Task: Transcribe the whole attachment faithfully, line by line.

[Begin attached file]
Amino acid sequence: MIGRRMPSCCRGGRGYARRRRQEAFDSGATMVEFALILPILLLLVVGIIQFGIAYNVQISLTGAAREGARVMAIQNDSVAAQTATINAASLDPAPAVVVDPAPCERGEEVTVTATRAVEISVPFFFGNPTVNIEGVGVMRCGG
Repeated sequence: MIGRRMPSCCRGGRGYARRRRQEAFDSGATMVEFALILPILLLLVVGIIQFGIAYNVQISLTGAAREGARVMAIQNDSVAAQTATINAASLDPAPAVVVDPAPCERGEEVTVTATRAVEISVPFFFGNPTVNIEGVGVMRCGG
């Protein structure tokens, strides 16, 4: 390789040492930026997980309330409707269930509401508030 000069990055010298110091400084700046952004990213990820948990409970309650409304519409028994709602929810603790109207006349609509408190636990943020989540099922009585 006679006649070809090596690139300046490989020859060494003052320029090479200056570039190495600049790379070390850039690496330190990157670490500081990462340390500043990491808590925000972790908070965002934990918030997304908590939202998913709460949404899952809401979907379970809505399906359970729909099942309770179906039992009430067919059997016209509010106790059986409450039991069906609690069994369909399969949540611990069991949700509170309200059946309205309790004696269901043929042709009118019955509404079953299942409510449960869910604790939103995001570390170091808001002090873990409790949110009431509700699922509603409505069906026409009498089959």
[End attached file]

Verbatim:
Amino acid sequence: MIGRRMPSCCRGGRGYARRRRQEAFDSGATMVEFALILPILLLLVVGIIQFGIAYNVQISLTGAAREGARVMAIQNDSVAAQTATINAASLDPAPAVVVDPAPCERGEEVTVTATRAVEISVPFFFGNPTVNIEGVGVMRCGG
Repeated sequence: MIGRRMPSCCRGGRGYARRRRQEAFDSGATMVEFALILPILLLLVVGIIQFGIAYNVQISLTGAAREGARVMAIQNDSVAAQTATINAASLDPAPAVVVDPAPCERGEEVTVTATRAVEISVPFFFGNPTVNIEGVGVMRCGG
């Protein structure tokens, strides 16, 4: 390789040492930026997980309330409707269930509401508030 000069990055010298110091400084700046952004990213990820948990409970309650409304519409028994709602929810603790109207006349609509408190636990943020989540099922009585 006679006649070809090596690139300046490989020859060494003052320029090479200056570039190495600049790379070390850039690496330190990157670490500081990462340390500043990491808590925000972790908070965002934990918030997304908590939202998913709460949404899952809401979907379970809505399906359970729909099942309770179906039992009430067919059997016209509010106790059986409450039991069906609690069994369909399969949540611990069991949700509170309200059946309205309790004696269901043929042709009118019955509404079953299942409510449960869910604790939103995001570390170091808001002090873990409790949110009431509700699922509603409505069906026409009498089959």